Weekly newsletter

Roland Tichy Urges Hungary to Build Up its Autonomy

Mariann Őry 2022.08.04.

The founding editor of Tichys Einblick criticized Germany’s energy policies and spoke about sensible decisions made by Central European governments.

On the sidelines of the MCC Feszt in Esztergom last month, Roland Tichy, founding editor of German liberal-conservative Tichys Einblick talked to Mandiner about bias in the German media, the energy crisis, the situation of German conservatives, and Hungary’s position in the European Union.

“The Germans now want European solidarity, and solidarity always means, euphemistically, that I am poor, so I am taking something from you,” Tichy said, referring to the EU’s recent gas consumption plan. According to the journalist, German governments have reduced energy independence and diversification in favor of dependence on Russian gas.

“We’re in the crazy position of shutting down our last three operating nuclear power plants in the winter,”

he added.

According to Tichy, from a German point of view, it is difficult to advise a Hungarian politician, because “the antipathy towards Hungarian politics does not stem from oil and gas policy, but from social and immigration policy.” “And since Hungary is pursuing a policy that is at odds with the European mainstream, this is reflected negatively at all levels,” he added.

“In this respect, the position of the Hungarians in the European Union is very difficult, and the Hungarian government can only try to build up as much autonomy as possible, and thus to extricate itself from this strange game of being punished for something it has not done,” Tichy explained.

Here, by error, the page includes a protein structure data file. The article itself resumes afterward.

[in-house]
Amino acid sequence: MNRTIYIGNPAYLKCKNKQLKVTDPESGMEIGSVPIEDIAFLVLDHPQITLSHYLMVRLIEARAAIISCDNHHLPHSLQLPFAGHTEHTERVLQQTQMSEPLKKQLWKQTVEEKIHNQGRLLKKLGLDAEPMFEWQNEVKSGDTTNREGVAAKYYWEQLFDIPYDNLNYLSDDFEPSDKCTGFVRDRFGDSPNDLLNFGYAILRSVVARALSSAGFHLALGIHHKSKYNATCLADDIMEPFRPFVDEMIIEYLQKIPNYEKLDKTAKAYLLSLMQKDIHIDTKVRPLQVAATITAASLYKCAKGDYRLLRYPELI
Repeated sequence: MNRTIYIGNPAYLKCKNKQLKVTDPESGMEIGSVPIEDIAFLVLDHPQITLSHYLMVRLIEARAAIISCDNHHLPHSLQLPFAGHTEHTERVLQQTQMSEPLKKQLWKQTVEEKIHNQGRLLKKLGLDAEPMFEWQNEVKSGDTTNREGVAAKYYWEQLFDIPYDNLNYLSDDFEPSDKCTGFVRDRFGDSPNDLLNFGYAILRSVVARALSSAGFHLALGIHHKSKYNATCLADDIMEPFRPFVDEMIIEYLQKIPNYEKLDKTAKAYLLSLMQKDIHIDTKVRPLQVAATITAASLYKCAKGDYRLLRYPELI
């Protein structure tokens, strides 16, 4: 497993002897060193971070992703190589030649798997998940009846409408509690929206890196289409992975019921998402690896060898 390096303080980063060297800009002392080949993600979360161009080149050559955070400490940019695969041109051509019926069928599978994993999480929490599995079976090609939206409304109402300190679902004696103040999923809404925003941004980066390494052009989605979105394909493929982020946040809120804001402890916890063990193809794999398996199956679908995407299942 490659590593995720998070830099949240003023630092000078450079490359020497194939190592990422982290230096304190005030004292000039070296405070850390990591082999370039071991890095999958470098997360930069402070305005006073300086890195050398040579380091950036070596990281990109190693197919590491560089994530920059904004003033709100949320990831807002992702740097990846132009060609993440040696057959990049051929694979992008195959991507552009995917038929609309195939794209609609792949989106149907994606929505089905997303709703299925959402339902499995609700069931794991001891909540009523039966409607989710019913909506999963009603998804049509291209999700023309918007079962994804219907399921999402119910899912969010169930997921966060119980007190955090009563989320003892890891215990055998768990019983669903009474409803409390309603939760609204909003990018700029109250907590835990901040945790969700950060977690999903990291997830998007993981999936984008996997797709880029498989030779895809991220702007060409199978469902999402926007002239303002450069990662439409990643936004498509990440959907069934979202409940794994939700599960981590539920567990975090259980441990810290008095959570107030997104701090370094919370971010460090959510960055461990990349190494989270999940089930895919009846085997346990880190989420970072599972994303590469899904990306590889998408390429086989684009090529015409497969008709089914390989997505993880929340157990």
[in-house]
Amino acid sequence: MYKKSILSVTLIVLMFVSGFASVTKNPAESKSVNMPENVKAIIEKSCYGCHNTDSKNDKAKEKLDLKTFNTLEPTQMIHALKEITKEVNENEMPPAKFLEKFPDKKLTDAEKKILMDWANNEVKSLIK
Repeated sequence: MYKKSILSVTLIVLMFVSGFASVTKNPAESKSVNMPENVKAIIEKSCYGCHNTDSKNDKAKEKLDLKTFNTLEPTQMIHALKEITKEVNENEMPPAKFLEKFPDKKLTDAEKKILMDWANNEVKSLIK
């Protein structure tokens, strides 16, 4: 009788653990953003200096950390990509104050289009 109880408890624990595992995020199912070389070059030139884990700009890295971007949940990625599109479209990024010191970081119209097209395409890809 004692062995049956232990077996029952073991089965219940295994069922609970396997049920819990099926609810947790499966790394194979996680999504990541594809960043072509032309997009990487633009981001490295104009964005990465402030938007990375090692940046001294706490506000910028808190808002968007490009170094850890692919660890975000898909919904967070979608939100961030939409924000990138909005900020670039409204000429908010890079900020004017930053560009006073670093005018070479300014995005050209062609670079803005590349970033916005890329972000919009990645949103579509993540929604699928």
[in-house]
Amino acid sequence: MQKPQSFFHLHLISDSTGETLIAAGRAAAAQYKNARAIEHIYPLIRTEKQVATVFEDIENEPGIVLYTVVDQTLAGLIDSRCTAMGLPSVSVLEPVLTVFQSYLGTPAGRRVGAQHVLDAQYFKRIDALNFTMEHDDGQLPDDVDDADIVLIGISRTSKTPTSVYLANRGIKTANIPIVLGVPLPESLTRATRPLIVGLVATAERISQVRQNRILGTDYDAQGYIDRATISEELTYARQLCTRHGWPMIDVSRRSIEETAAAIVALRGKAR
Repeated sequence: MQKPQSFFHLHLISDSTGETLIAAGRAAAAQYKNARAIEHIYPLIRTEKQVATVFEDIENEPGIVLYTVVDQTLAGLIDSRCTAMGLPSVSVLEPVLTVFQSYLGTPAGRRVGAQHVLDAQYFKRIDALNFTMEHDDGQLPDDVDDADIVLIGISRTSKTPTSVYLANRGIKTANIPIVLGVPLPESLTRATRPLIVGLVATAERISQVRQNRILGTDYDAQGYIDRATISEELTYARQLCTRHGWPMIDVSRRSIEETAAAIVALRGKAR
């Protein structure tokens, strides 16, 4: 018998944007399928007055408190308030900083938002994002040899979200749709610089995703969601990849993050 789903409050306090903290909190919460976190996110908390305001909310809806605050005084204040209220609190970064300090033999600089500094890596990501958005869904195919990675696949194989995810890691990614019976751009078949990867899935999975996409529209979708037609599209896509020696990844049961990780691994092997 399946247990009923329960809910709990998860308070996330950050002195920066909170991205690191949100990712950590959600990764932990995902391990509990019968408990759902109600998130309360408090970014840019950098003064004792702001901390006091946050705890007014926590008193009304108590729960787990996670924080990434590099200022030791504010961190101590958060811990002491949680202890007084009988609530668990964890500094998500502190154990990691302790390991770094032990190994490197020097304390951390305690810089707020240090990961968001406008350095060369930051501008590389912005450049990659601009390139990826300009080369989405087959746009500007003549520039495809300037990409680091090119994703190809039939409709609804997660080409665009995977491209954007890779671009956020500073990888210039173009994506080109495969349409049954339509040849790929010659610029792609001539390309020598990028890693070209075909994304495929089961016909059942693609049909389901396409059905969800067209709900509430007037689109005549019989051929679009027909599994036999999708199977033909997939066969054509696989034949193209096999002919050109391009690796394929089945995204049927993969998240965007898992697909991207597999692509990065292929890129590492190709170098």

Speaking about his experiences in Hungary, he said that cities he has seen were very beautiful. “Of course I see a lot of work to do, but there’s a chance,” he added. Tichy was also surprised by the positive economic data that Hungary is showing. “This means that Hungary’s policy, and not just its policy, but the policy of the Central European countries, I would definitely include the Czech Republic and Poland, is certainly more sensible than the sluggish German policy, which is not even capable of covering its territory with a decent internet,” explained.

Featured photo via Miniszterelnök.hu/Miniszterelnöki Sajtóiroda/Fischer Zoltán

    [1536x1536] => Array
            [width] => 1536
            [height] => 1536
            [crop] => 

    [2048x2048] => Array
            [width] => 2048
            [height] => 2048
            [crop] =>